LeRose v. United States, 285 F. App’x 93 (4th Cir. 2008)

Facts:

The plaintiffs alleged a negligent hiring claim under the Federal Torts Claim Act against William Coger, a former federal correctional officer.  The plaintiffs claimed that “Coger inflicted intentional emotional distress upon them ‘by attempting to extort and extorting money and other property from each of them.’”  The plaintiffs claim that Coger tried to extort a truck, money and employment out of the prison. The government asserts that it is not liable for negligent hiring, supervision or retention because the discretionary function exception to the FTCA bars the government from those types of negligent liability. The government also argues that it is not vicariously liable because Coger acted outside his scope of employment. The Distrcit court granted the governments motion to dismiss. On appeal the plaintiffs allege that the district court erred in granting the motion to dismiss and improperly put the burden on them to prove that the discretionary function exception to the FCTA did not apply.

 

Issue:

1. Who bears the burden of proof in a case involving the discretionary function exception to the FTCA?

2. What type of conduct falls within the discretionary function exception the FTCA?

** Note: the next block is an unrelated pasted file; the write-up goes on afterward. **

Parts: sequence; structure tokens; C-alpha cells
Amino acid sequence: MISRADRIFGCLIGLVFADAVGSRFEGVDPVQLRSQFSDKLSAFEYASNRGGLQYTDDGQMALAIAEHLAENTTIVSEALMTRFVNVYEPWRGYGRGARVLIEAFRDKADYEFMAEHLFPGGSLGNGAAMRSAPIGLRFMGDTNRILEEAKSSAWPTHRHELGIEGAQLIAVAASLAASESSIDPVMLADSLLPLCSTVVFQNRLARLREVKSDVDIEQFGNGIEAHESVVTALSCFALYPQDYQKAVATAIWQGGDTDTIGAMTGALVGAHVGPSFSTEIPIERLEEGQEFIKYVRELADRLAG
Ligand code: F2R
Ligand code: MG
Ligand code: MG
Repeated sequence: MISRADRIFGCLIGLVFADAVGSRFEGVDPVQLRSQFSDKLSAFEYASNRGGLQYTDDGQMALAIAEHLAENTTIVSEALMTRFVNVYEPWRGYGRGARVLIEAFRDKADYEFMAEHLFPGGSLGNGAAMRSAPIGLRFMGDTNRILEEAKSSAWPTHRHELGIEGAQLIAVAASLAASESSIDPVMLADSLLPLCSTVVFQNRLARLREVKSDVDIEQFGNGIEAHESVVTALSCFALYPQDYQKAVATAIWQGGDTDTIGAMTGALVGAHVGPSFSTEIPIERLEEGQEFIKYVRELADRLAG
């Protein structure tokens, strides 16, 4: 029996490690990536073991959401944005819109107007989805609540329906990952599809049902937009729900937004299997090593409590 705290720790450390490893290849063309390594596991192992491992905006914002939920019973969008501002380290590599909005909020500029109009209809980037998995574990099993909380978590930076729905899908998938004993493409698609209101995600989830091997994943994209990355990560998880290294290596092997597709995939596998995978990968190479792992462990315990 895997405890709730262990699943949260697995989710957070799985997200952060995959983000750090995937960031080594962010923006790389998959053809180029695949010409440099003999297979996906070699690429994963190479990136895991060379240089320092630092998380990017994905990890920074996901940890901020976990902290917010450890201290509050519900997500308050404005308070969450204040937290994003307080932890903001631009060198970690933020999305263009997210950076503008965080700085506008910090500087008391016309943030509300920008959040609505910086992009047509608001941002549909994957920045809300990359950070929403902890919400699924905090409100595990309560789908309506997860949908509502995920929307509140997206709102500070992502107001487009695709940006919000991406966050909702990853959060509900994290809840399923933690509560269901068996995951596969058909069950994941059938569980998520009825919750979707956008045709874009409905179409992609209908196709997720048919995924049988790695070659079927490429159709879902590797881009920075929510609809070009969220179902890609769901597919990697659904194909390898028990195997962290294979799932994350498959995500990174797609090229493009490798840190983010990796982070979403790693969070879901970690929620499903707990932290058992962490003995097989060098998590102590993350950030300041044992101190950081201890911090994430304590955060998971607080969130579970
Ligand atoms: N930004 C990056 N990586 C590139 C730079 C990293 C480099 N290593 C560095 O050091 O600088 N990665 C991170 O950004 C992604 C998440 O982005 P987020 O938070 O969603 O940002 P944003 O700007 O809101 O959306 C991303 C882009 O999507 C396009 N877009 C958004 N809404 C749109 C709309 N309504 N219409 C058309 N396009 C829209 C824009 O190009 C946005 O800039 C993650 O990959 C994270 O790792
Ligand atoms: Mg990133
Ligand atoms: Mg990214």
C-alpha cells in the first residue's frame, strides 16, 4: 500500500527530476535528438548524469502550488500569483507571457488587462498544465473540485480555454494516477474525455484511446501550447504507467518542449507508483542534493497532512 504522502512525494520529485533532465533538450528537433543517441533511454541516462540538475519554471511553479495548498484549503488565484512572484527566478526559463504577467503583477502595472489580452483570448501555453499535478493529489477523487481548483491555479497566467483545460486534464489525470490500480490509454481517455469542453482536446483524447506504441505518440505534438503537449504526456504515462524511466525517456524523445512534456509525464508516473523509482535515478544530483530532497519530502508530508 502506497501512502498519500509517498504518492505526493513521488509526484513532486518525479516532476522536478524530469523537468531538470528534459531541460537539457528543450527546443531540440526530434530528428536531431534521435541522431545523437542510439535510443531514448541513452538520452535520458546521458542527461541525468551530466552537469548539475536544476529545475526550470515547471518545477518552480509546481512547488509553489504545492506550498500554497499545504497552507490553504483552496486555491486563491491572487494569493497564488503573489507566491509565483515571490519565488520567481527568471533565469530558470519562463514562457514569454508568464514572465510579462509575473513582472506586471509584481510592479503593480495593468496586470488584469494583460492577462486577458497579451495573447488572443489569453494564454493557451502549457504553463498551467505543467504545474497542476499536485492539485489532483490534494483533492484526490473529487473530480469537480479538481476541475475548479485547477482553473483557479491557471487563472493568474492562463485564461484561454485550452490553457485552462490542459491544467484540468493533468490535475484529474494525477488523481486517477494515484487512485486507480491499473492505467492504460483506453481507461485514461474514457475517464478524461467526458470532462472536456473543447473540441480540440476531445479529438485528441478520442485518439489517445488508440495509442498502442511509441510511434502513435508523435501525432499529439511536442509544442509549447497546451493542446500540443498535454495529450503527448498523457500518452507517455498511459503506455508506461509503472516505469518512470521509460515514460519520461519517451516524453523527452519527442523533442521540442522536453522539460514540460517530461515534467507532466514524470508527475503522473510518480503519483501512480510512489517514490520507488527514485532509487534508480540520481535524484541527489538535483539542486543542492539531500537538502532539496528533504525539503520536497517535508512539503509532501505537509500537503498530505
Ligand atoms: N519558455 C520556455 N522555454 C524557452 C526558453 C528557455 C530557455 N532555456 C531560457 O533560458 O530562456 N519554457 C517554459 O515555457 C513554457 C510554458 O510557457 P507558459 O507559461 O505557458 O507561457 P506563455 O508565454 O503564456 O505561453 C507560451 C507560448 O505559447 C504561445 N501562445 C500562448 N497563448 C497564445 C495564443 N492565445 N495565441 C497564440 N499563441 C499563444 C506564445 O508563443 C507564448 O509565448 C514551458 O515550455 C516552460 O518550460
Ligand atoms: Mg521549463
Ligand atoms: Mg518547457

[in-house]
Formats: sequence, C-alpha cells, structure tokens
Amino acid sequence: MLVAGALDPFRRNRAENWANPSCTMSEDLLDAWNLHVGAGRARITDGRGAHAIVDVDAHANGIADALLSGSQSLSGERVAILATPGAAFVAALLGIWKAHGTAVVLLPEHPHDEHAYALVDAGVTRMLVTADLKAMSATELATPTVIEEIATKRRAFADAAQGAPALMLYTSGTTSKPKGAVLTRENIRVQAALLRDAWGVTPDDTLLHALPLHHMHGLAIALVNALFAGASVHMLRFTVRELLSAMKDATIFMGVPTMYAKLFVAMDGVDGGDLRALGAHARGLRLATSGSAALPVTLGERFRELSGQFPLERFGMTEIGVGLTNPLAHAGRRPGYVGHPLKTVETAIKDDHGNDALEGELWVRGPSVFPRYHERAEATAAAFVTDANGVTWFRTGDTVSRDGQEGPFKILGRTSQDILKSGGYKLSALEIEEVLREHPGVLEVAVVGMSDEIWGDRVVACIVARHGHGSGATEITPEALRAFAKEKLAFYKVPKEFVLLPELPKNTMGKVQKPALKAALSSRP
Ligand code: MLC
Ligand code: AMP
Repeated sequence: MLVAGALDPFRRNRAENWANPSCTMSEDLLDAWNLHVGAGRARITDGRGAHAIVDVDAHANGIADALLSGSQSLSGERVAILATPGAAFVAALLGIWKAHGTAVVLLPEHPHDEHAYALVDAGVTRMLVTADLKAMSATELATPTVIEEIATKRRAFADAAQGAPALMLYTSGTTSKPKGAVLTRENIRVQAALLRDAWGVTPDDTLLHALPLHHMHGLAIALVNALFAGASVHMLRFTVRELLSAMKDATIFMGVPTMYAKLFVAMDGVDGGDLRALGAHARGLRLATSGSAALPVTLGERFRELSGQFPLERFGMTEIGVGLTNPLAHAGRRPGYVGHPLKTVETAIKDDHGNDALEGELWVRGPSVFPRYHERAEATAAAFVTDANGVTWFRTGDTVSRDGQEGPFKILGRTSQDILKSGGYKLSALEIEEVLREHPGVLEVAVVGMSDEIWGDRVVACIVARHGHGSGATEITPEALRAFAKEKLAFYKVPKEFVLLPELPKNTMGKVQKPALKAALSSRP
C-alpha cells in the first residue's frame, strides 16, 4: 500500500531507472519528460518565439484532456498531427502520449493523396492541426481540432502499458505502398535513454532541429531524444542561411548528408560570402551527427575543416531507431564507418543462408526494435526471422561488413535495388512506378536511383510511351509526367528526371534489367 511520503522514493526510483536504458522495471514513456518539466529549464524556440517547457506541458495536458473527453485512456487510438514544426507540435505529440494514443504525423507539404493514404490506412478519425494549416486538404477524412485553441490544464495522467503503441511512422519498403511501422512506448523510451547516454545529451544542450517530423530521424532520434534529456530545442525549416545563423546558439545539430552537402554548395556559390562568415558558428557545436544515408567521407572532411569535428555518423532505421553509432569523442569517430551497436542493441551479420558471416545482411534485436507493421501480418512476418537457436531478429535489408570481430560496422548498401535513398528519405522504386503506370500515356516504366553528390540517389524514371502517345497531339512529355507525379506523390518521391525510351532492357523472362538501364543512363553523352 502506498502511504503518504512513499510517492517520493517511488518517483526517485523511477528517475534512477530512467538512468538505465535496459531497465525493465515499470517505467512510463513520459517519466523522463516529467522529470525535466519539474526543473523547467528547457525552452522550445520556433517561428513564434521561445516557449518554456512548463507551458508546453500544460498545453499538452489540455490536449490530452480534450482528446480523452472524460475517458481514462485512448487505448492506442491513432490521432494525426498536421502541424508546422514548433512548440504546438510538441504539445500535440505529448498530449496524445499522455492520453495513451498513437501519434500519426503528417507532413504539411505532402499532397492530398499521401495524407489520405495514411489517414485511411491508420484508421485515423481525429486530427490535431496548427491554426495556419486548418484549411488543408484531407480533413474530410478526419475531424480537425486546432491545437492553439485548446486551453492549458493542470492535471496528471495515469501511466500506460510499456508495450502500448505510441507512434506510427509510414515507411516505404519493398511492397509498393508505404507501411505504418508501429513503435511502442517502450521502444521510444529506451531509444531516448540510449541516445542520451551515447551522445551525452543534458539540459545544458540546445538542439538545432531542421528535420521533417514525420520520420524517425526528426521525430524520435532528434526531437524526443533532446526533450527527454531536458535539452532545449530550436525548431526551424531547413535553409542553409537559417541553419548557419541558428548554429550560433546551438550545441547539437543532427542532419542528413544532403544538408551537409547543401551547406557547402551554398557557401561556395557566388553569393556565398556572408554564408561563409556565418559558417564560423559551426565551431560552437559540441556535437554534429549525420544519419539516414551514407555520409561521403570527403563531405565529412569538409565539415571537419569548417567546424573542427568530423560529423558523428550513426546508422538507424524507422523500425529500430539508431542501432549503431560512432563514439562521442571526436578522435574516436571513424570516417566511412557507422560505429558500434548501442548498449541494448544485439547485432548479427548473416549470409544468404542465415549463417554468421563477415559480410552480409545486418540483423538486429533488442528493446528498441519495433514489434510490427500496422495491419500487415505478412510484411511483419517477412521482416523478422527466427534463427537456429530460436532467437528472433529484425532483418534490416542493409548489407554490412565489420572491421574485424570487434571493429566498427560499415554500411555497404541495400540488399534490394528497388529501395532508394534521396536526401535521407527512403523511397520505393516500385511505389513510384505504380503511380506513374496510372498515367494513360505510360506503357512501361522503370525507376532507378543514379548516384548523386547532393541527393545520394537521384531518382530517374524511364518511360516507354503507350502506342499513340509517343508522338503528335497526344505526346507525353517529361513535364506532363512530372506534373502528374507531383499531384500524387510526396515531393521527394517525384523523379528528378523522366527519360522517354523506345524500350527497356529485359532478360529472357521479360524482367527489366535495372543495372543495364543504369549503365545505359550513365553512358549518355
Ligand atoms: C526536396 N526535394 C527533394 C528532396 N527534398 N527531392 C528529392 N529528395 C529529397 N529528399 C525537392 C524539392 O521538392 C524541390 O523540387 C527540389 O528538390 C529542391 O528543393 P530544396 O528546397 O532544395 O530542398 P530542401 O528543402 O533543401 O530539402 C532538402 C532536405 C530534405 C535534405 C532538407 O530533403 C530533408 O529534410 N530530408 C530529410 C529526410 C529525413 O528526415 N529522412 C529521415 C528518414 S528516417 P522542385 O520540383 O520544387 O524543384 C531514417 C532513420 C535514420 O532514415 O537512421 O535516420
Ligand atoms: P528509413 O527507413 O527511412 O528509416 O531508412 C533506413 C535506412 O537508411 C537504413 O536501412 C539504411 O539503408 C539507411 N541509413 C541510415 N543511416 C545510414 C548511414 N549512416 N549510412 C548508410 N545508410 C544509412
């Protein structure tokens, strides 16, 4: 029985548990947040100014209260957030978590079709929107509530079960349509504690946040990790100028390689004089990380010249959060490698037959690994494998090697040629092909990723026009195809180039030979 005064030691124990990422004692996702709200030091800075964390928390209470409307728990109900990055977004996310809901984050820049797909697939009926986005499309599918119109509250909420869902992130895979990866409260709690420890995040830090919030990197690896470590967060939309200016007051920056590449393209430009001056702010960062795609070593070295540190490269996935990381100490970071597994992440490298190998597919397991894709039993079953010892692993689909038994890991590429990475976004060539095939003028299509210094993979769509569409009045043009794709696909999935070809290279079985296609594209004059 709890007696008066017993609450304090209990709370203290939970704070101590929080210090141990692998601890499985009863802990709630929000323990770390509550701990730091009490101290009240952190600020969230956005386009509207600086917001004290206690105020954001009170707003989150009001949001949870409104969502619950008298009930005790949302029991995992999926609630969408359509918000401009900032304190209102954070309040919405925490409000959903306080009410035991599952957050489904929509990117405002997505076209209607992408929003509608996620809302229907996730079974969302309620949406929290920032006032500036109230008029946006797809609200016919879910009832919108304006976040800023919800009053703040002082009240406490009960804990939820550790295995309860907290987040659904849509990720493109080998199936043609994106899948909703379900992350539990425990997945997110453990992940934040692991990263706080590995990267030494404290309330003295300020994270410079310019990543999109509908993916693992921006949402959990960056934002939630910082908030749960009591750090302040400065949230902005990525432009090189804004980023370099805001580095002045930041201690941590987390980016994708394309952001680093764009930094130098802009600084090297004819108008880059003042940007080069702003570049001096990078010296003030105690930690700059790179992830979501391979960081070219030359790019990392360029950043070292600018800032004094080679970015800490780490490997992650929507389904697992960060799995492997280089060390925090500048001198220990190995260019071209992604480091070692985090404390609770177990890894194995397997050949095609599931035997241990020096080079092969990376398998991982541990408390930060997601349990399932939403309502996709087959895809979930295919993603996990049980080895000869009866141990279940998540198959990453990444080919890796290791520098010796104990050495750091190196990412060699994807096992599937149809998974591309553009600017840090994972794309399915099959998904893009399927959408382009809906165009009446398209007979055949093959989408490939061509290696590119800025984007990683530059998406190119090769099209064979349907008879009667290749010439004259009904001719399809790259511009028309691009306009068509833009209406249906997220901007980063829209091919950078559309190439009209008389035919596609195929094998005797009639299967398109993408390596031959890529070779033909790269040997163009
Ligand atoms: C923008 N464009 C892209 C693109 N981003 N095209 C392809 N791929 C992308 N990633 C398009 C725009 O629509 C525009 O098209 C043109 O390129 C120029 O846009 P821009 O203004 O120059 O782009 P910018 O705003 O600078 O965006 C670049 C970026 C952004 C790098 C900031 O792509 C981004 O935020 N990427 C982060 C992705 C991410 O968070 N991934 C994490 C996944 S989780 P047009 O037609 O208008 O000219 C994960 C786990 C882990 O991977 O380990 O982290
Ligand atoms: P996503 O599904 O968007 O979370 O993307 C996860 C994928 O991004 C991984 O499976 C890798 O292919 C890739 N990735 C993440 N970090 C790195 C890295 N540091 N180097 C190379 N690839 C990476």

3. What falls within the scope of employment in order for an employer to become vicariously liable for the conduct of an employee?

 

Held:

1. The plaintiff always has the burden of proof to show that a waiver of sovereign immunity exists, which includes proving that none of the exceptions to the FTCA apply.

2. Conduct that involves “an element of judgment or choice” falls within the discretionary function exception. The discretionary function exception applied in this case preventing recovery.

3. Under West Virginia law an employer is not liable for an employee’s misconduct if the employee acted for his own personal interest. Coger’s actions were beyond the scope of his employment.

 

Reasoning:

1. The plaintiff always has the burden of proof when subject matter jurisdiction is challenged.

2. The court reasoned that hiring an employee was the exact conduct Congress had intended to shield under the discretionary function exception because the hiring of a correctional officer involved a decision that weighs different public policy considerations.   The policy decision entailed the “weighing of the backgrounds of applicants, consideration of staffing requirements, evaluation of the experience of candidates, and assessment of budgetary and economic considerations,” making the decision more than mundane.

3. The conduct by Coger was clearly for his personal gain. He demanded a truck, money and employment for himself, and not to further the management and operation of the prison.

 

 

By: Jonathan Sturm

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